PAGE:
Debate Over Abortion Access In Zika-Hit Nations Continues; Latin American Catholic Leaders Reassert Church’s Position Against Contraception, Abortion
Associated Press: Brazil’s Zika-related abortion debate sparks backlash
“…Alarm in recent months over the Zika virus, which many researchers believe can cause microcephaly in the fetuses of pregnant women, has prompted calls, both inside and outside Brazil, to loosen a near-ban on abortion in the world’s most populous Catholic country. But push for abortion rights is creating a backlash, particularly among the families of disabled children. The Catholic Church and Pentecostal faiths, strong forces in this deeply religious country, have also been fighting back…” (Barchfield, 2/14).
New York Times: Zika Virus in Colombia Presents Complicated Choice About Abortion
“…Unlike in Brazil, in Colombia some expecting mothers are being given the choice to end their pregnancies, under laws that allow abortions in some cases. … Most pregnant women who have contracted the disease in this country have not given birth yet, and no cases have been confirmed of infants born with abnormally small heads, a condition known as microcephaly. This has put women here in Colombia in the difficult position of considering — and, in some cases, having — abortions even before any microcephaly cases have appeared in the country…” (Casey, 2/15).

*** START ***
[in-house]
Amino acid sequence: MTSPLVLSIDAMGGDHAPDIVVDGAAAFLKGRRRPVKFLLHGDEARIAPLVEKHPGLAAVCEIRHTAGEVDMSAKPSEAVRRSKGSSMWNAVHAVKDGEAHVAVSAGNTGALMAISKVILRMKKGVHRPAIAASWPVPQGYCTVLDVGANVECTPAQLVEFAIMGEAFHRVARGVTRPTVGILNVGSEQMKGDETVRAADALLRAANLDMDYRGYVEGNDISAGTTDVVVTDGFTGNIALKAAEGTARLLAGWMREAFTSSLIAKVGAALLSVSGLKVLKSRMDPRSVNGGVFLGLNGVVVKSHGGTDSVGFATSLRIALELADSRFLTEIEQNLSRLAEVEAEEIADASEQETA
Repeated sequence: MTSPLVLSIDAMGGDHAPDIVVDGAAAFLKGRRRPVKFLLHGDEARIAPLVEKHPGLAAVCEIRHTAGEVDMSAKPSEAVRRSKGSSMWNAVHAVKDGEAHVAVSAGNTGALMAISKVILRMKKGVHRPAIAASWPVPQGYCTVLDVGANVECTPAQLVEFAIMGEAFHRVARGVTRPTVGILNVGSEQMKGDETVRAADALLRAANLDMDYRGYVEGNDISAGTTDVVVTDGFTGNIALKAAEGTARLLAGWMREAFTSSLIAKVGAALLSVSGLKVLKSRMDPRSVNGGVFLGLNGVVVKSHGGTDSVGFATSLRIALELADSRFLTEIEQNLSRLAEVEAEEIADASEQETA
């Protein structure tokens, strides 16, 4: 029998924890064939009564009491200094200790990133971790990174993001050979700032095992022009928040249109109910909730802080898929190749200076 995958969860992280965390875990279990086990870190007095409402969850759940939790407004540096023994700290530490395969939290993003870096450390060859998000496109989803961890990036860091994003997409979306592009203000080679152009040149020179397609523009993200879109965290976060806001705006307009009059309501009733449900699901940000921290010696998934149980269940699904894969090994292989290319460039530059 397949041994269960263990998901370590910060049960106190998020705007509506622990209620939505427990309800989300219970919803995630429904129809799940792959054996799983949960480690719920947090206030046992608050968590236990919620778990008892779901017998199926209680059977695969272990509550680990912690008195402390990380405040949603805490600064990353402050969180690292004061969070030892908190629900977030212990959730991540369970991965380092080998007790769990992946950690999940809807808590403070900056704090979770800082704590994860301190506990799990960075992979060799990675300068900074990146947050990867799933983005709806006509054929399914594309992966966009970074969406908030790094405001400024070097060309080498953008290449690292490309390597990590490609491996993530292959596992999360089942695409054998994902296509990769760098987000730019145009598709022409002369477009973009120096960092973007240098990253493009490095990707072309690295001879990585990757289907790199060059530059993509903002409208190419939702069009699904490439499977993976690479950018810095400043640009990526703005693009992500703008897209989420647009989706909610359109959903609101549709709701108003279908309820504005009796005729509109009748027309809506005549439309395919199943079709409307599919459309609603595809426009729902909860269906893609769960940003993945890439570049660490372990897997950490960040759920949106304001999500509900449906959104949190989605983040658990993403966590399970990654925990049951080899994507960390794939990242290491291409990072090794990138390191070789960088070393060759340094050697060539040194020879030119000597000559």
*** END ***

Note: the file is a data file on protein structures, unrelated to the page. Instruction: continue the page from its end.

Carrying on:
New York Times: Catholic Leaders Say Zika Doesn’t Change Ban on Contraception
“As the Zika virus spreads in Latin America, Catholic leaders are warning women against using contraceptives or having abortions, even as health officials in some countries are advising women not to get pregnant because of the risk of birth defects. … After a period of saying little, bishops in Latin America are beginning to speak up and reassert the church’s opposition to birth control and abortion — positions that in Latin America are unpopular and often disregarded, even among Catholics…” (Goodstein, 2/13).
The KFF Daily Global Health Policy Report summarized news and information on global health policy from hundreds of sources, from May 2009 through December 2020. All summaries are archived and available via search.